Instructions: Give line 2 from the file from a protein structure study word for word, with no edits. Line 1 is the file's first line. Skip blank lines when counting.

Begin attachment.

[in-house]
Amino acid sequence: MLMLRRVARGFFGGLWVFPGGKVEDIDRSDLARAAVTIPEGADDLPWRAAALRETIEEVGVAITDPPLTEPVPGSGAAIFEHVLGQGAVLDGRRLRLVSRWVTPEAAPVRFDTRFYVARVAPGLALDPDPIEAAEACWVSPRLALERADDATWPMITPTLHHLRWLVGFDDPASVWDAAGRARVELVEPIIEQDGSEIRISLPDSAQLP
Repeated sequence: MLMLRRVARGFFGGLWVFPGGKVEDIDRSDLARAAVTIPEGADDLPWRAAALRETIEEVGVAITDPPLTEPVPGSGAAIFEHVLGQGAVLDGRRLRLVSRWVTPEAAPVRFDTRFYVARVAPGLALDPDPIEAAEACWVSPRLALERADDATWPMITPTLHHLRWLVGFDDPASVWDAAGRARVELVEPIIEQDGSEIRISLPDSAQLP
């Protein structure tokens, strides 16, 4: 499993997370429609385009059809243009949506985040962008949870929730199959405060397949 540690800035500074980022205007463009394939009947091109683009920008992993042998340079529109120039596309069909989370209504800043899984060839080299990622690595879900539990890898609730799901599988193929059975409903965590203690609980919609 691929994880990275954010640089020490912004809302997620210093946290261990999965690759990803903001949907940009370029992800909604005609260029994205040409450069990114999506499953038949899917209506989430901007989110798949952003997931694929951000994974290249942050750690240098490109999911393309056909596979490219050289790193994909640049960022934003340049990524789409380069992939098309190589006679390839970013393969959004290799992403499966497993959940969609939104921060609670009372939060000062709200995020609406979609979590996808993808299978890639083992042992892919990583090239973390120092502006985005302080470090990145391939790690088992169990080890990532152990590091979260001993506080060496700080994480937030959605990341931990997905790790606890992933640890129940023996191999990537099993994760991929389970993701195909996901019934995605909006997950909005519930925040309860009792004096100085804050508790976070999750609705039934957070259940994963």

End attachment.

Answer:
Amino acid sequence: MLMLRRVARGFFGGLWVFPGGKVEDIDRSDLARAAVTIPEGADDLPWRAAALRETIEEVGVAITDPPLTEPVPGSGAAIFEHVLGQGAVLDGRRLRLVSRWVTPEAAPVRFDTRFYVARVAPGLALDPDPIEAAEACWVSPRLALERADDATWPMITPTLHHLRWLVGFDDPASVWDAAGRARVELVEPIIEQDGSEIRISLPDSAQLP